In addition to browsing object details pages or result tables and exporting these from the database, FlyMine aims to provide tools for viewing and further analysis of results. The availability of such tools, and the ability to seamlessly upload query results to them, will greatly reduce the time and effort required to find suitable analysis software and re-format data for use with them. So far the GBrowse genome browser [47,48] has been integrated into the object details pages, allowing users to view a sequence feature (for example, a gene) of interest in the context of its surrounding region and other features. We have also integrated the Jmol three-dimensional structural viewer [49], enabling users to view the three-dimensional structural domain predictions generated as part of the FlyMine project. To aid viewing of results, a graph of interacting proteins is available on the protein 'object details' page and graphs showing the expression of genes during the D. melanogaster life cycle (from [54]) are available on the relevant gene object details pages. Additional analysis tools will be added as FlyMine develops (see 'Future directions') and we also intend to increase the range of external data analysis and visualization packages for which one can directly export data.

Personal FlyMine accounts: MyMine

By creating a log-in, users are able to activate a personal FlyMine account called MyMine. MyMine allows users to permanently save lists, queries and templates and mark 'favorite templates'. Saved queries and templates can be run directly, edited or exported (as XML) from a MyMine account. Every query executed (whether a template or from the query builder) is automatically saved to the user's 'query history' with a default name, which can be changed. By default, such queries are maintained only for the duration of a particular session, but can be saved permanently to the user's MyMine account when the user is logged in. Users can also save queries directly to their MyMine account from the query builder. To generate a MyMine account users need to provide only their e-mail address and a password. Finally, queries can be exported and imported as XML, thus providing an alternative mechanism for saving queries between sessions or for sharing queries.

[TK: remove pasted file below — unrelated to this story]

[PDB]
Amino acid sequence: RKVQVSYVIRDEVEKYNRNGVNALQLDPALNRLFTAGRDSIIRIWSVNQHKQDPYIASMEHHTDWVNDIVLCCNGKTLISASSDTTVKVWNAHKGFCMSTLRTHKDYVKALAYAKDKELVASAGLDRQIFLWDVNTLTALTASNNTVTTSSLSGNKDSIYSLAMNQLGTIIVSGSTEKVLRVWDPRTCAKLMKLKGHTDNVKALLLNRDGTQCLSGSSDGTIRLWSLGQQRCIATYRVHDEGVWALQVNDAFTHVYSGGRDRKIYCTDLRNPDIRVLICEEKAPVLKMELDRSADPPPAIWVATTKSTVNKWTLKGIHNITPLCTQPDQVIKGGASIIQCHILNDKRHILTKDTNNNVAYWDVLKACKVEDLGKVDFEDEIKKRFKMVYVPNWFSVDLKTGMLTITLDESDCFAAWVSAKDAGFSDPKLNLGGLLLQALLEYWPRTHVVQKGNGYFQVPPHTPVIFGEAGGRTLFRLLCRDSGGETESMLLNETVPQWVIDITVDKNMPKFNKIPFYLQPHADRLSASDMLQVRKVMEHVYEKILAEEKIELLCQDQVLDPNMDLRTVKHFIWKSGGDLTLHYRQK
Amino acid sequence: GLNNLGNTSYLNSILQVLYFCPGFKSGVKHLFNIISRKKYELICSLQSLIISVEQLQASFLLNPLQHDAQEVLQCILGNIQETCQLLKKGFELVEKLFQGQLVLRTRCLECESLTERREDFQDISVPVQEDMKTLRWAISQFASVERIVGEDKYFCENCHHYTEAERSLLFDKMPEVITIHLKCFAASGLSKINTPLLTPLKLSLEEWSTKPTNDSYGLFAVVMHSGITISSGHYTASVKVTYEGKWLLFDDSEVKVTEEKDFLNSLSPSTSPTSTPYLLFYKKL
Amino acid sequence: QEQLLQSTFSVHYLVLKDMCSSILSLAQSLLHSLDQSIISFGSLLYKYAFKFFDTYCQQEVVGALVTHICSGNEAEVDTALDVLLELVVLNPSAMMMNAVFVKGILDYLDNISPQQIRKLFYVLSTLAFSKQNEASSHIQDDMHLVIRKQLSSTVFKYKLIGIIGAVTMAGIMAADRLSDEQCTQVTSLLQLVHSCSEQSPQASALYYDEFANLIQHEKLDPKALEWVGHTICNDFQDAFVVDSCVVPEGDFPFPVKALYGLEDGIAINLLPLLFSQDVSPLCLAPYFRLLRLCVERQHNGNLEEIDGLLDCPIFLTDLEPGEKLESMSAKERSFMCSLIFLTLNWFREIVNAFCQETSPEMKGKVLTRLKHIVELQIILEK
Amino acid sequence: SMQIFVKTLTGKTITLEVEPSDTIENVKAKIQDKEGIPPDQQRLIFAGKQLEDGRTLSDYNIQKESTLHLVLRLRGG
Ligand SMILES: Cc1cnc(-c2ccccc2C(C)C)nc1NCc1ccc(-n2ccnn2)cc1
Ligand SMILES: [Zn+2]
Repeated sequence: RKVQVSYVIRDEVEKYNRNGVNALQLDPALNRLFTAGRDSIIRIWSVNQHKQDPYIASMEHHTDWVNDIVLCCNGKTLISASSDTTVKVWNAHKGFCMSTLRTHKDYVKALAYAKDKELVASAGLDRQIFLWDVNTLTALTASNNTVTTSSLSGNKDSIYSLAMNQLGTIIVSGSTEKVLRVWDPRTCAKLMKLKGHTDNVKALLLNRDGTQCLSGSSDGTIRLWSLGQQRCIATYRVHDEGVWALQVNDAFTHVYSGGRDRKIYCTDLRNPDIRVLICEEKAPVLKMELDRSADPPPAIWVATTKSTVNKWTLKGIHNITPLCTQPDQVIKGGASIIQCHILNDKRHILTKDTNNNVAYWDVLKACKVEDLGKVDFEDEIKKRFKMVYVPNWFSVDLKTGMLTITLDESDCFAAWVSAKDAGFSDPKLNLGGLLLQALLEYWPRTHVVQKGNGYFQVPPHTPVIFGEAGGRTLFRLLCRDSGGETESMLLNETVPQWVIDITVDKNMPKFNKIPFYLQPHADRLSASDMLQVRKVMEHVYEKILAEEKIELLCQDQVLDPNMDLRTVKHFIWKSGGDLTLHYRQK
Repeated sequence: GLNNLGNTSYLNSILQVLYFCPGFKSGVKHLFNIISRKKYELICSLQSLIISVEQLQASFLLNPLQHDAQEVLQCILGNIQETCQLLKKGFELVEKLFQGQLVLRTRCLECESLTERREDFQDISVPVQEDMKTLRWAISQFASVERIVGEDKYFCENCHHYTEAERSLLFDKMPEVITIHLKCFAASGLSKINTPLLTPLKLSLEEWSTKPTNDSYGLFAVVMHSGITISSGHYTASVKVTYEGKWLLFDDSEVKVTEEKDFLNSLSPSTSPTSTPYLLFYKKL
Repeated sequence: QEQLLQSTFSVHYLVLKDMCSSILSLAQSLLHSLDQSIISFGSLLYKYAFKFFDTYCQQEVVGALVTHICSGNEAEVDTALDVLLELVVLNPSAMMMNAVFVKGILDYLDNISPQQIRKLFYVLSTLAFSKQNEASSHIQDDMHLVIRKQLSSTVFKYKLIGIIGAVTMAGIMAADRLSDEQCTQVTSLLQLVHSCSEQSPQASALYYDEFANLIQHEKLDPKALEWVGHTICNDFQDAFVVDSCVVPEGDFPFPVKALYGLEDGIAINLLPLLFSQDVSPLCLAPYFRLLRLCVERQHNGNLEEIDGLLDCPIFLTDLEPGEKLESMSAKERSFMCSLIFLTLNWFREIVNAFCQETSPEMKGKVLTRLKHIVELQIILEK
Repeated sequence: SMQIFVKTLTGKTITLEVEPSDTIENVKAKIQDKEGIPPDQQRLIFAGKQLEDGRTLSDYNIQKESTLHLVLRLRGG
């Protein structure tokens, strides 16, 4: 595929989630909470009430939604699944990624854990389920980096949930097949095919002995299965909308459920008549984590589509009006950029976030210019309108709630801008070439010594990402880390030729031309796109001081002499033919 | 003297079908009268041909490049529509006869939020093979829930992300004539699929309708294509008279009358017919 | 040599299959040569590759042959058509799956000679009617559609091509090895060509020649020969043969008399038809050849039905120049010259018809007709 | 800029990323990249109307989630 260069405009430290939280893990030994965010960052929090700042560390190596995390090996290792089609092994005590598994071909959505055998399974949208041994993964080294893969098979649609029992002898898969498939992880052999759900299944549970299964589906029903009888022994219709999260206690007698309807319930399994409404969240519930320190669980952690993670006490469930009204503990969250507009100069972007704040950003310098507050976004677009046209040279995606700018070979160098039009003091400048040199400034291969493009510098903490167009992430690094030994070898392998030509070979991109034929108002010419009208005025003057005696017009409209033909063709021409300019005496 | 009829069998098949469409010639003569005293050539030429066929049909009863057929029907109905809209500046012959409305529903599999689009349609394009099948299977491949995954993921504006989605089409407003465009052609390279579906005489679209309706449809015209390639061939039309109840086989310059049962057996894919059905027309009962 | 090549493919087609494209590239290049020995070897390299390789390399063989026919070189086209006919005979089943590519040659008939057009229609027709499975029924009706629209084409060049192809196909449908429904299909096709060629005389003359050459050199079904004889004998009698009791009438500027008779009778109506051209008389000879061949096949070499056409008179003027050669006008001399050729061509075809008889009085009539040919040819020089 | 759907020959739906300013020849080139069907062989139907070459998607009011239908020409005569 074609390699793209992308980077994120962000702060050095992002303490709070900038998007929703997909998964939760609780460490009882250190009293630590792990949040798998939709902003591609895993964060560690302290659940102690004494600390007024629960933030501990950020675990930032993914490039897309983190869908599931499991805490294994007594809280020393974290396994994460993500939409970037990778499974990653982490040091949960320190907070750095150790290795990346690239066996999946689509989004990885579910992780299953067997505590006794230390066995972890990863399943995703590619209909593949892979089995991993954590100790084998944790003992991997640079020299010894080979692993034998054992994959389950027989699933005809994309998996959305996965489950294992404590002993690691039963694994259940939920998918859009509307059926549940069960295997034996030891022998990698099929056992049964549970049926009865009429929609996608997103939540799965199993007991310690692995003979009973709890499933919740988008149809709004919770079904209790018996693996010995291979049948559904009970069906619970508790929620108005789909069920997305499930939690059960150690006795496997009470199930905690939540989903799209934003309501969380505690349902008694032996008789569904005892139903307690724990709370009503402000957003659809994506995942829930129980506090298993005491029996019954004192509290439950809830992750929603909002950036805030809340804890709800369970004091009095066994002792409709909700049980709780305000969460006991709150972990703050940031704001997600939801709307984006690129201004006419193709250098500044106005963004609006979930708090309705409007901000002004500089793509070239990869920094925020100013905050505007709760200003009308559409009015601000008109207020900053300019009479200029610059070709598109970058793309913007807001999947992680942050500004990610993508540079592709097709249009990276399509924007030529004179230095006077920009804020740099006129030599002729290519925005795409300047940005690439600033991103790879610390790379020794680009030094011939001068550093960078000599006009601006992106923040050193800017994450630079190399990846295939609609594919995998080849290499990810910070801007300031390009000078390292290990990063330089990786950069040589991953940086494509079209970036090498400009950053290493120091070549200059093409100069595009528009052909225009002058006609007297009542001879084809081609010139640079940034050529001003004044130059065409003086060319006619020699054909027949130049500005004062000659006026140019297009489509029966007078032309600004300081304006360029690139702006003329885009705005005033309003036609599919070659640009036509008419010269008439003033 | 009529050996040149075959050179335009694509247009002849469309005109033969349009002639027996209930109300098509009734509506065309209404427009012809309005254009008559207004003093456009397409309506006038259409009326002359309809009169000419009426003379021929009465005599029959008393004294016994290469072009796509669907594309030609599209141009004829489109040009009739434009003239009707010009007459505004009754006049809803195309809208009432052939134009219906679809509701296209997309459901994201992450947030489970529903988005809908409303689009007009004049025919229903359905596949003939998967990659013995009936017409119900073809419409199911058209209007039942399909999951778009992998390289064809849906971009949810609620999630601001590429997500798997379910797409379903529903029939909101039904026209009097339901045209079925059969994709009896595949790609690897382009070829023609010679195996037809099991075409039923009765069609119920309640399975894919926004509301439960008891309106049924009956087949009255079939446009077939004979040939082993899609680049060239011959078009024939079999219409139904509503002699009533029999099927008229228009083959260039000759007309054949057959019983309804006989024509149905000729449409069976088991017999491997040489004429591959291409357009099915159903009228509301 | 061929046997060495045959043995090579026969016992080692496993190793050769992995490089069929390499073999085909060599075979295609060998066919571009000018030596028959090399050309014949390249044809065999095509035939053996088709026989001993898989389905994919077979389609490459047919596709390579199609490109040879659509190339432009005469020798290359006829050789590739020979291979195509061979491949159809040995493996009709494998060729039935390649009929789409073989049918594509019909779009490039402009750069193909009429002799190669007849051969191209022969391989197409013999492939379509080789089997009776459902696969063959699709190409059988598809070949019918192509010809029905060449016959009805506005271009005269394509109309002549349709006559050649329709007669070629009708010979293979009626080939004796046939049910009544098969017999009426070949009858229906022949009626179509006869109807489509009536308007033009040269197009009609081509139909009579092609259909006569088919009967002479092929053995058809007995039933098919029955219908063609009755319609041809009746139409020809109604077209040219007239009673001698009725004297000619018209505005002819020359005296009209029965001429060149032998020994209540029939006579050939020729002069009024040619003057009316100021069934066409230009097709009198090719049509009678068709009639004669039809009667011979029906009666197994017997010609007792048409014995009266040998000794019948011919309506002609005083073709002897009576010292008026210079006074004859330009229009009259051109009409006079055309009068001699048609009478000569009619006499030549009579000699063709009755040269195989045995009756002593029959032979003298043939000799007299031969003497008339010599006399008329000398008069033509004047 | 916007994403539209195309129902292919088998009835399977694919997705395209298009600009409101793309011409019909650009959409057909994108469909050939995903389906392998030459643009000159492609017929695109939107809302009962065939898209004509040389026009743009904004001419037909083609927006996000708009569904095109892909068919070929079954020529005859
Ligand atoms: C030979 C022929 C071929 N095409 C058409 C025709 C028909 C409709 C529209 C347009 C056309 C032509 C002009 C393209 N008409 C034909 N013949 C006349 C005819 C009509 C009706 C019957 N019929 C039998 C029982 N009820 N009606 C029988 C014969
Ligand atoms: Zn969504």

System architecture

FlyMine is built using InterMine [27], which was developed as an integral part of the FlyMine project. InterMine is an open source generic system that allows a query-optimized data warehouse and web interface to be quickly built for any data model. The InterMine code is available for download from the InterMine website [27] under the Lesser General Public License [55]. InterMine will be described in more detail elsewhere and a general overview is provided below.

The basic architecture of an InterMine system is shown in Figure 8. At the core of InterMine is IMStore, a custom object/relational mapping system written in Java and optimized for supporting read-only databases. This is accessed from a Struts [56]/JSP/Ajax web application and executes queries in a PostgreSQL [57] relational database. IMStore accepts object queries from a client (the web application), generates SQL to execute in the underlying database and materializes objects from the results. Before final execution, SQL queries are passed to the QueryOptimiser (a Java program developed to enhance InterMine performance), which is able to re-write any SQL query to make use of precomputed tables (analogous to materialized views). The whole query or parts of it may be replaced by one or more precomputed tables; estimates of execution time from the PostgreSQL database are used to decide which possible re-written query will be fastest. This replicates behavior of many commercial database systems but our aim was to use only open source software. Precomputed tables can be created while the database system is running in production so performance can be adapted to match actual usage. This approach separates the definition of the data model from performance optimization, making it possible to tailor the performance of an InterMine warehouse for types of queries not known at design time.

thumbnailFigure 8. An overview of the InterMine architecture. FlyMine is built using InterMine, which provides the core query system, data integration and web application. The IMStore forms the core of the system; this is accessed from the web application and sends queries to a PostgreSQL relational database. Before execution, the QueryOptimiser re-writes SQL queries to make use of pre-computed tables.

A data model is defined at the object level by an XML file. Java objects, the relational database schema and all model-specific parts of the web application are generated automatically, reducing the maintenance overhead when data model changes are required. Data are loaded as Java objects or XML that conforms to the specified model. Integration of data from multiple sources is configured to define how equivalent objects from different sources should be merged. As different data sources may provide different fields, multiple 'keys' can be defined for a particular type. For example, Gene objects may be merged according to an 'identifier' field or a 'symbol' field. A priority configuration system is used to resolve conflicts between data sources.